BUFFALO, N.Y. – After a dramatic flight from the law that authorities said included stolen cars, firearms and the shooting of three state troopers – one fatally – Ralph “Bucky” Phillips found himself back behind bars.
It had been five months since he escaped through the kitchen ceiling of an Erie County jail, sparking one of the largest manhunts in state history.
“Now this miserable creature will suffer for the rest of his life in the New York state prison system,” State Police Superintendent Wayne Bennett said Saturday.
Flanked by armed guards, shackled at the ankles and wearing handcuffs, an exhausted and unshaven Phillips was charged Saturday with eight counts including attempted aggravated murder, first-degree attempted murder and second-degree attempted murder in connection with the shooting of a state trooper in June.
Phillips, 44, did not enter a plea.
Answering in short sentences, Phillips, who is also suspected of shooting two other state troopers – one fatally – while on the run, told Judge Peter Buckley he didn’t know his Social Security number and did not have a job or a permanent address.
Phillips either looked at the floor or closed his eyes during the 12-minute court appearance. He was assigned an attorney, public advocate Richard Rich, who could not be reached for comment.
“He will get his day in court, and he will be held accountable,” said District Attorney John Trice.
On the most serious count, attempted aggravated murder, Phillips faces a minimum of 20 years to life in prison and a maximum of 40 years to life, Trice said.
He will be kept in a special section of the county jail and will stay in Chemung County unless other charges are brought elsewhere. Phillips is due back in court Oct. 23.
Prosecutors also expect to charge him in the shootings of two troopers in Chautauqua County on Aug. 31. Phillips, a career thief who has spent 20 of the past 23 years in state prison, could face other charges including burglary and larceny for allegedly stealing more than dozen vehicles and breaking into numerous cabins and a gun store and relying on friends while on the run.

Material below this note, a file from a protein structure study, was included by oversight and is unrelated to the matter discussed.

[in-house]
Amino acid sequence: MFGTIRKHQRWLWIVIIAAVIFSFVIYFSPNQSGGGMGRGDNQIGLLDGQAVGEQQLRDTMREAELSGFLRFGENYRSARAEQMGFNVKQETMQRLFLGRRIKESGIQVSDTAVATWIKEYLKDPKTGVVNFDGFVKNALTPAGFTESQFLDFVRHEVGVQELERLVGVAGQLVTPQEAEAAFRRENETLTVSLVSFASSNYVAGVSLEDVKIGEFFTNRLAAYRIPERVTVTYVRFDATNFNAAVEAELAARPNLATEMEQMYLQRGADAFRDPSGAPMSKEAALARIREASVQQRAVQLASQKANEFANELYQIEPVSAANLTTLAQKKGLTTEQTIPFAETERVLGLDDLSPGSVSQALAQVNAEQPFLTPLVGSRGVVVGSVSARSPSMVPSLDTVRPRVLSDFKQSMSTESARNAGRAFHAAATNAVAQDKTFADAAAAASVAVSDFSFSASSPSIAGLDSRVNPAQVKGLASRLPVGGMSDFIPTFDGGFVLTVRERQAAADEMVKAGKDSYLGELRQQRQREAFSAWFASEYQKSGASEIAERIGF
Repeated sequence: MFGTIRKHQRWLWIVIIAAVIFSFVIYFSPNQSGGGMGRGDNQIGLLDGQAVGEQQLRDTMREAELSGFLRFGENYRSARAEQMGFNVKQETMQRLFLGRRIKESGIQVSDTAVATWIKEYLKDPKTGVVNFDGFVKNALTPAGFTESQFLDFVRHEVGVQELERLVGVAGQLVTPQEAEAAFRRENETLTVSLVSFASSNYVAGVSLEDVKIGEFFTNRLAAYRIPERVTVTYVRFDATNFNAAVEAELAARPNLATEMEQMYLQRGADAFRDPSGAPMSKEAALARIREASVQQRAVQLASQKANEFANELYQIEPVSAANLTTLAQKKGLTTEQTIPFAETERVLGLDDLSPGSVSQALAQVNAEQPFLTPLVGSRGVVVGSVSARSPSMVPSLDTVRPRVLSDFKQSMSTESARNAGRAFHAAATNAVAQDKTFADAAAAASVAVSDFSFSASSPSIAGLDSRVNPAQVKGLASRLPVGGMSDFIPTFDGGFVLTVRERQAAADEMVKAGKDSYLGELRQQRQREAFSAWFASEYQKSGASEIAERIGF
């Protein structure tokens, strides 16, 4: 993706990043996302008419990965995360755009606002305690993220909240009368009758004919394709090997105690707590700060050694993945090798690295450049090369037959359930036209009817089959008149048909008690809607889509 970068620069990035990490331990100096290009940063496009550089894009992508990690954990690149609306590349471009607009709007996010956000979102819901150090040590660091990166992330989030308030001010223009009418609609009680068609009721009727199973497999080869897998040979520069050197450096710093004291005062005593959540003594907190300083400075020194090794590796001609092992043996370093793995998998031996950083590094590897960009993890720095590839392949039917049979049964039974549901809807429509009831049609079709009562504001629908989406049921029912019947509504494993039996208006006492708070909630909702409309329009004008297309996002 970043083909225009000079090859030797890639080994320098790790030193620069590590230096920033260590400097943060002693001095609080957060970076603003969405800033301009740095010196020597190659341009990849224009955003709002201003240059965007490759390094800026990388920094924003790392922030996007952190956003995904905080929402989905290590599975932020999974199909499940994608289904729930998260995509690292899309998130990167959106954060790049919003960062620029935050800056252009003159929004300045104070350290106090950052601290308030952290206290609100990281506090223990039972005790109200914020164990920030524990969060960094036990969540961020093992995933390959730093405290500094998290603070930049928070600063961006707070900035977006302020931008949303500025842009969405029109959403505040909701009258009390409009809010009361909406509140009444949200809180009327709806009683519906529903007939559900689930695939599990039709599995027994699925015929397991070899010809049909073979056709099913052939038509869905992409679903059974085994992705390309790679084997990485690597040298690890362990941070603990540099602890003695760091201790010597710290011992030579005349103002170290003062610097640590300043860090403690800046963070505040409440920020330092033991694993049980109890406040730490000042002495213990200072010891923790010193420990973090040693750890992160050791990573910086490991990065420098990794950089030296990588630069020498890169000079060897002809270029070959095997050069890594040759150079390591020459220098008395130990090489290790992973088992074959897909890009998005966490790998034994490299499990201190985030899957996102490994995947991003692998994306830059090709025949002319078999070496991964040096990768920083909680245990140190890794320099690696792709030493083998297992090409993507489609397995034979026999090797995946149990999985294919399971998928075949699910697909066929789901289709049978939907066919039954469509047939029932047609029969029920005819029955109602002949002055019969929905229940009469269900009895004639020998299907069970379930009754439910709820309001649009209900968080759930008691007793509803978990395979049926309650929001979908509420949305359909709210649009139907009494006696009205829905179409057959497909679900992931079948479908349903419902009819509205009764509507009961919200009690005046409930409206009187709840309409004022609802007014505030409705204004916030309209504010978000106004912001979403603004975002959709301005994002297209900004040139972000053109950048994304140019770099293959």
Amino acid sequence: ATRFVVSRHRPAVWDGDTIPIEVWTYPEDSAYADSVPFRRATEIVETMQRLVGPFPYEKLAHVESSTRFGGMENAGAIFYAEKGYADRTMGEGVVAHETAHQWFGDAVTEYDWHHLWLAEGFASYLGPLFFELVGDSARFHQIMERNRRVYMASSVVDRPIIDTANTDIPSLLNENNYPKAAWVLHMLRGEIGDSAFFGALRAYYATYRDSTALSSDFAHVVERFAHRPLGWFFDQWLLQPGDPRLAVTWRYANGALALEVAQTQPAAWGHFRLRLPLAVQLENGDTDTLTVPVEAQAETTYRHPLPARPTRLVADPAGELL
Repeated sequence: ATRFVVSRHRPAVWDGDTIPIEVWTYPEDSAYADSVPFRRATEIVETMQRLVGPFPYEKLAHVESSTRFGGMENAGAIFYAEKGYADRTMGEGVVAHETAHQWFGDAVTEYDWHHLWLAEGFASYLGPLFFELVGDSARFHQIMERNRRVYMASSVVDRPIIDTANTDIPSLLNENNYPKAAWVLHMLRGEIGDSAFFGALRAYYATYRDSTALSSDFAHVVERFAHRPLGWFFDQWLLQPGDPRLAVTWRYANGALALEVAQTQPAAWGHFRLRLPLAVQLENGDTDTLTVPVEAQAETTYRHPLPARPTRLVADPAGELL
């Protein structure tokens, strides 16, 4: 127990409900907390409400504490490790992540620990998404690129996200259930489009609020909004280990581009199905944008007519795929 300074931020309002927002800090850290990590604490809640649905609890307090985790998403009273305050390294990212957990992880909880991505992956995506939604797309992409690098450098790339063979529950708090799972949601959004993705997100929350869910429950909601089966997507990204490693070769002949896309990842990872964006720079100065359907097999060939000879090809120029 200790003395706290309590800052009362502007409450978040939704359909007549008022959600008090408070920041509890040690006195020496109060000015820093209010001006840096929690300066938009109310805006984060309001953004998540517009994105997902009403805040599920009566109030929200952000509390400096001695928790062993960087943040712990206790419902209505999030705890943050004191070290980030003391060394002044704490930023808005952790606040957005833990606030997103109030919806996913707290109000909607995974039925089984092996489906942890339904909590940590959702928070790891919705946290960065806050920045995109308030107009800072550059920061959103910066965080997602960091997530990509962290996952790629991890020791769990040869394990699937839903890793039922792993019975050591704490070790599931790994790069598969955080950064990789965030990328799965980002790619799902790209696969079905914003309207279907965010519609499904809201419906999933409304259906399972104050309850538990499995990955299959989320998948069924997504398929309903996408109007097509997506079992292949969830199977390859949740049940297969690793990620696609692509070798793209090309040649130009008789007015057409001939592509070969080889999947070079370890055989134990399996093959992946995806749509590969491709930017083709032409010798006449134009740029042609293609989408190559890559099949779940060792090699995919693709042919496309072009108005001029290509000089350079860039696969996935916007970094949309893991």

Terrance Flynn, the U.S. attorney for the western district, did not know when Phillips would be transferred to Chautauqua County near the Pennsylvania line.
Erie County Sheriff Timothy Howard said Phillips spent an uneventful night in an isolation cell at the Erie County Holding Center and was evaluated by medical personnel overnight and was under “constant supervision.”
“He seemed to be very quiet and reserved,” Howard said.
Howard said he had no plans to talk with Phillips.
“I feel nothing but contempt and disgust for the man.”
In Saratoga Springs, hundreds of law enforcement officials and friends mourned Trooper Joseph Longobardo at a public wake Saturday. “It’s been hard on the family because they never got a chance to say goodbye,” said Doug McCrindle, a family friend.
Another trooper, Donald Baker Jr., remains in critical condition at a Pennsylvania hospital. A third trooper, Sean Brown, has returned to duty after being shot in June near Elmira.
Friends at the wake said they were happy Phillips was captured without anyone else being harmed. But “it’s not going to change what happened, the outcome is still the same,” said April Vogel.
The noose tightened on Phillips early Friday, when police said he crashed a stolen car and bolted into the woods after an officer tried to pull him over. When a police canine team caught up with him in the woods, Phillips wheeled around with a pistol in his hand but did not fire before he disappeared into the woods, police said.
Just before nightfall, SWAT teams and police dogs closed in on the field where he was thought to be hiding. Phillips emerged from the woods with his hands in the air.
“The game was up, and he knew it,” said Bennett.
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